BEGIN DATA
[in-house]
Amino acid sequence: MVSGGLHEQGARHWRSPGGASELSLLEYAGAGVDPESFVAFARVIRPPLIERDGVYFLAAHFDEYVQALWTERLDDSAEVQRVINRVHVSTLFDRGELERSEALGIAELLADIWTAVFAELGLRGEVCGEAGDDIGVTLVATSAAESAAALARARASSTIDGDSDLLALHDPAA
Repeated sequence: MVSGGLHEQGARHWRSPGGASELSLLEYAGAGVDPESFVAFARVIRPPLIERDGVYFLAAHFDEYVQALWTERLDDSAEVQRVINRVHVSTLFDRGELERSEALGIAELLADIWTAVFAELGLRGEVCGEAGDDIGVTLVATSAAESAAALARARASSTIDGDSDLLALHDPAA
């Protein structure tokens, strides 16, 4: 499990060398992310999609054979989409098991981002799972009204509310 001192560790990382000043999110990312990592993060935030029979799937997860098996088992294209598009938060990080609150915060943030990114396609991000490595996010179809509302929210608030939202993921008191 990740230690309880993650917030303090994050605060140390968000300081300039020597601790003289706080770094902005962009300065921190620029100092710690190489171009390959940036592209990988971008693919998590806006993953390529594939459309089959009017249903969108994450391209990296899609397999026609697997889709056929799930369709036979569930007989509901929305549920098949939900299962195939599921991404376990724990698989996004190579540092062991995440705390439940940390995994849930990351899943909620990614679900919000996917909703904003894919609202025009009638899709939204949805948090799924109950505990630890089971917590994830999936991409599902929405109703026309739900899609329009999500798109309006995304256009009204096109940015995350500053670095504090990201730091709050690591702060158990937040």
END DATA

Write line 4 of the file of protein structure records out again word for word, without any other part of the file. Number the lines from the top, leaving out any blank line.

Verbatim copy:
């Protein structure tokens, strides 16, 4: 499990060398992310999609054979989409098991981002799972009204509310 001192560790990382000043999110990312990592993060935030029979799937997860098996088992294209598009938060990080609150915060943030990114396609991000490595996010179809509302929210608030939202993921008191 990740230690309880993650917030303090994050605060140390968000300081300039020597601790003289706080770094902005962009300065921190620029100092710690190489171009390959940036592209990988971008693919998590806006993953390529594939459309089959009017249903969108994450391209990296899609397999026609697997889709056929799930369709036979569930007989509901929305549920098949939900299962195939599921991404376990724990698989996004190579540092062991995440705390439940940390995994849930990351899943909620990614679900919000996917909703904003894919609202025009009638899709939204949805948090799924109950505990630890089971917590994830999936991409599902929405109703026309739900899609329009999500798109309006995304256009009204096109940015995350500053670095504090990201730091709050690591702060158990937040």